...
    Following the events at Alkozai and Najeeban a U.S. soldier handed himself over into ISAF custody. Afghan forces spotted him leaving his outpost before the massacre and U.S. commanders on base assembled their troops for a head count when it was discovered that the soldier was missing. A patrol was dispatched to find the missing soldier; it did not find him until the soldier turned himself in at the base after the massacre. He was reportedly taken into custody without incident. There were no other military operations being conducted in the area at the time.

    The surveillance video from the base [JMM: "from the base" may not be accurate] reportedly shows "the soldier walking up to his base covered in a traditional Afghan shawl. The soldier removes the shawl and lays his weapon on the ground, then raises his arms in surrender." The video was not disclosed to the public.
    Footnotes omitted (see the Wiki).

    So, before anyone gets pi$$ed off at higher-ups for not stopping the events that occured in the time between the shooter leaving and coming back, we have to know who knew what and when - and what the shooter was doing when and where. I don't have that data.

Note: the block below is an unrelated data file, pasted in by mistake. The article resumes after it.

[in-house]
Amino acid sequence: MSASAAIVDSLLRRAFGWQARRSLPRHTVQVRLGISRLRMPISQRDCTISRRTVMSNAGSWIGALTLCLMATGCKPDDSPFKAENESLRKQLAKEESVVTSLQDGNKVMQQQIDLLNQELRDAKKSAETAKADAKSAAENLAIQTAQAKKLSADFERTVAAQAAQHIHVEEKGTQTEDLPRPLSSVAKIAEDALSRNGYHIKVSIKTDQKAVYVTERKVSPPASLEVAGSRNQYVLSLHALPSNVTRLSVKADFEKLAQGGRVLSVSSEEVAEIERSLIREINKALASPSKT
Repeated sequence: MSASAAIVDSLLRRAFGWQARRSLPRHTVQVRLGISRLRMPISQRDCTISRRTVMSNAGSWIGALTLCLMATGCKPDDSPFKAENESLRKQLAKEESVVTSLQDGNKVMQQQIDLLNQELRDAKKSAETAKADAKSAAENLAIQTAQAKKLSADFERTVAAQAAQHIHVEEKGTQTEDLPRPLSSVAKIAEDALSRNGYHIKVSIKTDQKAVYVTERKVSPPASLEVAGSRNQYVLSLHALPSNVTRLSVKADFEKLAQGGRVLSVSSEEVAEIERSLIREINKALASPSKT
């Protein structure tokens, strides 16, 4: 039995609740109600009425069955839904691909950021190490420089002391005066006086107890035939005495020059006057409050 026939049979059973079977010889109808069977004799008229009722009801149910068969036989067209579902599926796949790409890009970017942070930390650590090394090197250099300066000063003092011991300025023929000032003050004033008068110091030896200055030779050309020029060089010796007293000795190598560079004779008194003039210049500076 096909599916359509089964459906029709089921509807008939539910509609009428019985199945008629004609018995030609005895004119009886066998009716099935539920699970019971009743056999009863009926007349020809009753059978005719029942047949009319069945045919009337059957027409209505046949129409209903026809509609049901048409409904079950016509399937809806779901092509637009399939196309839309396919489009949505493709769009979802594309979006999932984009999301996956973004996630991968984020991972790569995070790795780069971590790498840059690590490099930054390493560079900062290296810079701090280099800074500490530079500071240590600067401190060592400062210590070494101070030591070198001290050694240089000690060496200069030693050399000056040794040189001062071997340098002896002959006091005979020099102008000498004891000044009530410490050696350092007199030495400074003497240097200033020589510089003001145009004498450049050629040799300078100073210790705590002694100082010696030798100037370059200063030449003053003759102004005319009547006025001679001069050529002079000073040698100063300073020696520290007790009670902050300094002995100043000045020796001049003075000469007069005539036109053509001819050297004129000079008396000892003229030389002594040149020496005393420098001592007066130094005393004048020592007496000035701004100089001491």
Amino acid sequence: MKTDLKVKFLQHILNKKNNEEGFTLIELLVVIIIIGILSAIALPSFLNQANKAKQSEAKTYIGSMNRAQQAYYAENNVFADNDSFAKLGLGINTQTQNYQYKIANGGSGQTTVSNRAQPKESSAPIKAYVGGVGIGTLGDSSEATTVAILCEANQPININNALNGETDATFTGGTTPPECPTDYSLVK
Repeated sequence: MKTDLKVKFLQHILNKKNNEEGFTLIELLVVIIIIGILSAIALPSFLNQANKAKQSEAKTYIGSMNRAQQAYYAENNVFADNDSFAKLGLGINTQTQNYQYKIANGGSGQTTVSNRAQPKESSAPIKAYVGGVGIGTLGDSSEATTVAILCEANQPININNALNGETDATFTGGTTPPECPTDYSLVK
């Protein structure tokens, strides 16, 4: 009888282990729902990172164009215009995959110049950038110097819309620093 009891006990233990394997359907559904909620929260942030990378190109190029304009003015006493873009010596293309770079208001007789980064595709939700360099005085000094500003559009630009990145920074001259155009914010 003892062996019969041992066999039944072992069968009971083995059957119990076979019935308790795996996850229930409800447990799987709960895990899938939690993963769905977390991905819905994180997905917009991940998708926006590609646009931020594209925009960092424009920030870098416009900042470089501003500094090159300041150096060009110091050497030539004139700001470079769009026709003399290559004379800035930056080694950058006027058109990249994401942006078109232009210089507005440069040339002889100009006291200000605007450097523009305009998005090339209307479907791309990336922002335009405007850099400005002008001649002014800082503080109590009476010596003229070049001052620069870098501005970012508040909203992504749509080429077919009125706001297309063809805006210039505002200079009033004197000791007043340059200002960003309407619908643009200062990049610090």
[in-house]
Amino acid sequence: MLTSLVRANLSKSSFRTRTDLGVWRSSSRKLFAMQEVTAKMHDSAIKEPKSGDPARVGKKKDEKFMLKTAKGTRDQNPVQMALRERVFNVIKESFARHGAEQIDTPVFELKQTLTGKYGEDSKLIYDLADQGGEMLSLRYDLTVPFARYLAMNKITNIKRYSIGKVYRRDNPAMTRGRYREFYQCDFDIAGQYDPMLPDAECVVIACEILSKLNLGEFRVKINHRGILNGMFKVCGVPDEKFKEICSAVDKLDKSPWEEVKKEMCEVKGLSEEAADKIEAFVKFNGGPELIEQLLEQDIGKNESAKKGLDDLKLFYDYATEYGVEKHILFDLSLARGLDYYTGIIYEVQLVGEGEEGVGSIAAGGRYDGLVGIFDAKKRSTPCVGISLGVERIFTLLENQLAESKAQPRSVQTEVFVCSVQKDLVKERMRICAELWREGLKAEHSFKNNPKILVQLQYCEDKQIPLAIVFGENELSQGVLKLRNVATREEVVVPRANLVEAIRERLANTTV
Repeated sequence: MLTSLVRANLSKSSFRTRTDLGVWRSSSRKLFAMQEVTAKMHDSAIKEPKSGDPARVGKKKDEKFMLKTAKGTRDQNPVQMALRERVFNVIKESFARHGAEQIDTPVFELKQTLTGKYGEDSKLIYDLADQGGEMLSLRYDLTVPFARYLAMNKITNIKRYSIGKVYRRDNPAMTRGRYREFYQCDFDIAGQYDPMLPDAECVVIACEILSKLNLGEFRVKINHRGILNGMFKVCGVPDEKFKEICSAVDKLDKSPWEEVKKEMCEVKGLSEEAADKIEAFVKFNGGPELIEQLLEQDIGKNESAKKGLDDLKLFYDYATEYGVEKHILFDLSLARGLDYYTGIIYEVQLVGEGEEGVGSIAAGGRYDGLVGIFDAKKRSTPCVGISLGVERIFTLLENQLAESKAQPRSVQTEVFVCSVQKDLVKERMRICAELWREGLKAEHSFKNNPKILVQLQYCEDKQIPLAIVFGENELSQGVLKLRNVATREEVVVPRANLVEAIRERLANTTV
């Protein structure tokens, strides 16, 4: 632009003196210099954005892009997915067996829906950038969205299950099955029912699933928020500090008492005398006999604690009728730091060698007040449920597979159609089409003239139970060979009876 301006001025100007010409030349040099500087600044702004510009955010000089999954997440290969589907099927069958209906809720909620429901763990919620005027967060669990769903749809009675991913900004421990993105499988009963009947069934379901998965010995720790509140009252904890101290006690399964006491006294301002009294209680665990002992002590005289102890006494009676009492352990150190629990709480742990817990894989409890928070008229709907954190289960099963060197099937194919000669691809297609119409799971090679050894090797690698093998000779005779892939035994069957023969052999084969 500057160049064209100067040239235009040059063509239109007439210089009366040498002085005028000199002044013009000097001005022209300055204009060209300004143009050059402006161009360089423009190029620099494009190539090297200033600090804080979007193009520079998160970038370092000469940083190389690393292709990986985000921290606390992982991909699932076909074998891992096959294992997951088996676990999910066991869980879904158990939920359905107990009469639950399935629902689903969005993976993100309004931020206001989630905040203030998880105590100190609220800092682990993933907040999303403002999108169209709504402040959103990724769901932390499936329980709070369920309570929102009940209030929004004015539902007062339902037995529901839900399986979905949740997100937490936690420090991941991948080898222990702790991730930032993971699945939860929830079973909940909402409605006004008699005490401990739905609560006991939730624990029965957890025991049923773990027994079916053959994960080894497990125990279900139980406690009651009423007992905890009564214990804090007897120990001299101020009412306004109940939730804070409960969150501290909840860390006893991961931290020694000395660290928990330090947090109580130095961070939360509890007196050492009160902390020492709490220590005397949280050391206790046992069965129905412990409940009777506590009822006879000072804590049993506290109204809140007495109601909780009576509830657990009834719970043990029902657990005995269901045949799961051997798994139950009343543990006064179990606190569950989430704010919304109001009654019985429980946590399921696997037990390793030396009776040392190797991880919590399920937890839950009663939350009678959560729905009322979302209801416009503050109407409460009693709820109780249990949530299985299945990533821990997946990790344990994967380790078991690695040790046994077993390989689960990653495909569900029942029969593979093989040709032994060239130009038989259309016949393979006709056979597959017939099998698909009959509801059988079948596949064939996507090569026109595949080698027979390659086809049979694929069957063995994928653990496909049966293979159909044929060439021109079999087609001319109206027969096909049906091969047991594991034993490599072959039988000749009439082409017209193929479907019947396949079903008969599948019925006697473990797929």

What is spooky here is the similarity with 1970 Son Thang (about 1500-2000 metres from the Marine Coy OP), where 16 people were killed at two separate locations (two houses in one; one house in another). The Marine patrol took less than an hour out and back. By a fluke, another Marine patrol (including an S-2 Lt. and a corpsman) were told by villagers of the killings shortly after. That patrol was able to make a good forensic investigation of the three scenes.

    Once the facts are in, Lagrange would be a better judge of small unit reaction time than McCarthy. You've been in what, say, a half-dozen or more $hit-holes over the last decade.

    If you end up judging, look at it not only from the standpoint of the villagers, but also from the standpoint of the person in charge at the OP.